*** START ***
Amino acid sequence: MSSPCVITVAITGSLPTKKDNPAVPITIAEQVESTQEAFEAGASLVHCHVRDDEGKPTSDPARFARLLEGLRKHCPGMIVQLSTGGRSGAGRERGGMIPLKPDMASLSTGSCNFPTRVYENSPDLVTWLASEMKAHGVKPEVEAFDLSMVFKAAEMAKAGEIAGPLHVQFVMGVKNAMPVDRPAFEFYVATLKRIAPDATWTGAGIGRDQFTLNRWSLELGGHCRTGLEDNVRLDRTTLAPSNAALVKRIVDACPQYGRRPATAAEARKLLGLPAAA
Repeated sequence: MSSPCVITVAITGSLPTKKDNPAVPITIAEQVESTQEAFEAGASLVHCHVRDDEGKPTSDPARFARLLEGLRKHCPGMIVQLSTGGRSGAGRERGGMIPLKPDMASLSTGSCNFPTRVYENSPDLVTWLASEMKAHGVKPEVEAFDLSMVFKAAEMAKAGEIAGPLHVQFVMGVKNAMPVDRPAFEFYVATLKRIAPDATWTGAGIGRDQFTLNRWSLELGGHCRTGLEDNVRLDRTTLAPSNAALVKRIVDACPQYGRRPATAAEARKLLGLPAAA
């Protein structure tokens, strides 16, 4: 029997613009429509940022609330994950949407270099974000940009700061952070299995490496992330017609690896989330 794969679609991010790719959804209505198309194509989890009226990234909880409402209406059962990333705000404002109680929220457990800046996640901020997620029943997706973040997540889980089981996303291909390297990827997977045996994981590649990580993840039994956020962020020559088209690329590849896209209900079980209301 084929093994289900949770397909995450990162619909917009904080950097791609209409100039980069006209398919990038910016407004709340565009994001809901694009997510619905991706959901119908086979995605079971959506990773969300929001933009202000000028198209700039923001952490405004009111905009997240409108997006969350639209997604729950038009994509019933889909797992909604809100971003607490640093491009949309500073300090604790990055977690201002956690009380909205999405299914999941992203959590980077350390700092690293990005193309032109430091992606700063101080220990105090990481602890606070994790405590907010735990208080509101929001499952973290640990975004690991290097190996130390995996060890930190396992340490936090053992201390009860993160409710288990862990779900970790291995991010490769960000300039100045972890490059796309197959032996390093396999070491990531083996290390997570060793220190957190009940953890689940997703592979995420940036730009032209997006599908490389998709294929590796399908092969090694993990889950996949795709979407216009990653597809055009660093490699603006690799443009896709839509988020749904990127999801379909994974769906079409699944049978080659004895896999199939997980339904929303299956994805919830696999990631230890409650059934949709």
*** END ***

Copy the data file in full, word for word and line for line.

Amino acid sequence: MSSPCVITVAITGSLPTKKDNPAVPITIAEQVESTQEAFEAGASLVHCHVRDDEGKPTSDPARFARLLEGLRKHCPGMIVQLSTGGRSGAGRERGGMIPLKPDMASLSTGSCNFPTRVYENSPDLVTWLASEMKAHGVKPEVEAFDLSMVFKAAEMAKAGEIAGPLHVQFVMGVKNAMPVDRPAFEFYVATLKRIAPDATWTGAGIGRDQFTLNRWSLELGGHCRTGLEDNVRLDRTTLAPSNAALVKRIVDACPQYGRRPATAAEARKLLGLPAAA
Repeated sequence: MSSPCVITVAITGSLPTKKDNPAVPITIAEQVESTQEAFEAGASLVHCHVRDDEGKPTSDPARFARLLEGLRKHCPGMIVQLSTGGRSGAGRERGGMIPLKPDMASLSTGSCNFPTRVYENSPDLVTWLASEMKAHGVKPEVEAFDLSMVFKAAEMAKAGEIAGPLHVQFVMGVKNAMPVDRPAFEFYVATLKRIAPDATWTGAGIGRDQFTLNRWSLELGGHCRTGLEDNVRLDRTTLAPSNAALVKRIVDACPQYGRRPATAAEARKLLGLPAAA
């Protein structure tokens, strides 16, 4: 029997613009429509940022609330994950949407270099974000940009700061952070299995490496992330017609690896989330 794969679609991010790719959804209505198309194509989890009226990234909880409402209406059962990333705000404002109680929220457990800046996640901020997620029943997706973040997540889980089981996303291909390297990827997977045996994981590649990580993840039994956020962020020559088209690329590849896209209900079980209301 084929093994289900949770397909995450990162619909917009904080950097791609209409100039980069006209398919990038910016407004709340565009994001809901694009997510619905991706959901119908086979995605079971959506990773969300929001933009202000000028198209700039923001952490405004009111905009997240409108997006969350639209997604729950038009994509019933889909797992909604809100971003607490640093491009949309500073300090604790990055977690201002956690009380909205999405299914999941992203959590980077350390700092690293990005193309032109430091992606700063101080220990105090990481602890606070994790405590907010735990208080509101929001499952973290640990975004690991290097190996130390995996060890930190396992340490936090053992201390009860993160409710288990862990779900970790291995991010490769960000300039100045972890490059796309197959032996390093396999070491990531083996290390997570060793220190957190009940953890689940997703592979995420940036730009032209997006599908490389998709294929590796399908092969090694993990889950996949795709979407216009990653597809055009660093490699603006690799443009896709839509988020749904990127999801379909994974769906079409699944049978080659004895896999199939997980339904929303299956994805919830696999990631230890409650059934949709």